In most countries, people of different religion, races and cultures live within their boundaries. How can these diverse communities of people be treated as equal within the framework of democracy? This is the question that multiculturalism poses and seeks to answer. Multiculturalism begins with the understanding that granting equal civil and political rights was an important achievement within democracy, but it has not adequately addressed the issue of discrimination in society.
Marginalized cultural communities, as minorities, continue to be disadvantaged even within the democratic nation-state. Culture-based discrimination exists even in the most advanced liberal polities of the west, and it cannot be redressed simply by giving identical rights to all people as citizens. What we need instead are a set of special arrangements that enable minority cultures to survive and flourish in the public arena.
The Ideal of Non-Discrimination
Multiculturalism aims to minimize discrimination of minority cultural communities and to promote the ideal of non- discrimination. Over the last three centuries or more, democratization has occurred by identifying sources of discrimination within the polity and finding ways to eliminate them. As countries became democratic, they set aside discrimination based upon religion, gender, caste and race. Multiculturalism contributes to this ongoing project of democratization by pointing to a site of discrimination that had received little attention before, namely, cultural identity.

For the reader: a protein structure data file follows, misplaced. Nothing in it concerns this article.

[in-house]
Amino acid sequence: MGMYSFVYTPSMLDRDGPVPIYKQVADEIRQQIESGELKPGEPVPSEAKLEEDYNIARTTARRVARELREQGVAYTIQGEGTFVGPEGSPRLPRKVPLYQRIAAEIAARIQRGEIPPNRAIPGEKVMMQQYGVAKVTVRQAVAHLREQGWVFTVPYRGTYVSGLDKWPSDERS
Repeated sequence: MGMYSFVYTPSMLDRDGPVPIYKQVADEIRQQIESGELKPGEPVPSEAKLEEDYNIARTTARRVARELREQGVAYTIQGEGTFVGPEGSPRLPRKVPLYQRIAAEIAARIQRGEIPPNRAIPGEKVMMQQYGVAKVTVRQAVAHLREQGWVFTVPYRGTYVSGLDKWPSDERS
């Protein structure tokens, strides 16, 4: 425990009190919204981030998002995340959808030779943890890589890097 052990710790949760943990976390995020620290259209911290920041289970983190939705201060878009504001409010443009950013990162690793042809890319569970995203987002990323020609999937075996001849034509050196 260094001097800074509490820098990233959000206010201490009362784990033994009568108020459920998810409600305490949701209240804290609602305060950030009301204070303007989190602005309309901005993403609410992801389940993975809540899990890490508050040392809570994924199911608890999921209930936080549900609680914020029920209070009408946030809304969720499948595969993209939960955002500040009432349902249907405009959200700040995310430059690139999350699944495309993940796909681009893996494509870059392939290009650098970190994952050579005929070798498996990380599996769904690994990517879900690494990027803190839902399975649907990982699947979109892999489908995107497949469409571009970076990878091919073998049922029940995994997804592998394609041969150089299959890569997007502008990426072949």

The recognition that cultural identities may also be a source of marginalization, and that the actions of the liberal state may disadvantage members of minority communities is the singular contribution of multiculturalism to the discourse on democracy. More than any other strand of political theory, it is multiculturalism that has drawn our attention to the discrimination faced by vulnerable minority cultural communities within the state, and shown us that pursuing the goal of non-discrimination requires a radical re-consideration of the dominant tradition of liberal theory.